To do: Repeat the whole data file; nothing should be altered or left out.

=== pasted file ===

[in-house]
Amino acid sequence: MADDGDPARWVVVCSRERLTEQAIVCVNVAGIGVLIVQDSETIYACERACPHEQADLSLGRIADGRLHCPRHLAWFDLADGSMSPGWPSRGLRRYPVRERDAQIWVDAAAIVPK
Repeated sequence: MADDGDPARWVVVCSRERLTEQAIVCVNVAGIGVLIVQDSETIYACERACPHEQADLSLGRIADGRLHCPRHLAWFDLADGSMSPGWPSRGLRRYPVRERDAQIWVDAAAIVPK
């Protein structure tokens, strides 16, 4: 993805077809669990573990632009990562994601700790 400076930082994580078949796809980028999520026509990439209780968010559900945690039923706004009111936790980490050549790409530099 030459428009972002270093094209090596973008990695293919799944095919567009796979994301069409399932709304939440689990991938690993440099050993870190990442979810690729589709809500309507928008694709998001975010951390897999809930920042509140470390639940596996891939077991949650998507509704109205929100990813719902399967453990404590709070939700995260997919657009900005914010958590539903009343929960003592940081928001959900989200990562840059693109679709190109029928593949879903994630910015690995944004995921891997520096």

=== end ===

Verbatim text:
[in-house]
Amino acid sequence: MADDGDPARWVVVCSRERLTEQAIVCVNVAGIGVLIVQDSETIYACERACPHEQADLSLGRIADGRLHCPRHLAWFDLADGSMSPGWPSRGLRRYPVRERDAQIWVDAAAIVPK
Repeated sequence: MADDGDPARWVVVCSRERLTEQAIVCVNVAGIGVLIVQDSETIYACERACPHEQADLSLGRIADGRLHCPRHLAWFDLADGSMSPGWPSRGLRRYPVRERDAQIWVDAAAIVPK
């Protein structure tokens, strides 16, 4: 993805077809669990573990632009990562994601700790 400076930082994580078949796809980028999520026509990439209780968010559900945690039923706004009111936790980490050549790409530099 030459428009972002270093094209090596973008990695293919799944095919567009796979994301069409399932709304939440689990991938690993440099050993870190990442979810690729589709809500309507928008694709998001975010951390897999809930920042509140470390639940596996891939077991949650998507509704109205929100990813719902399967453990404590709070939700995260997919657009900005914010958590539903009343929960003592940081928001959900989200990562840059693109679709190109029928593949879903994630910015690995944004995921891997520096």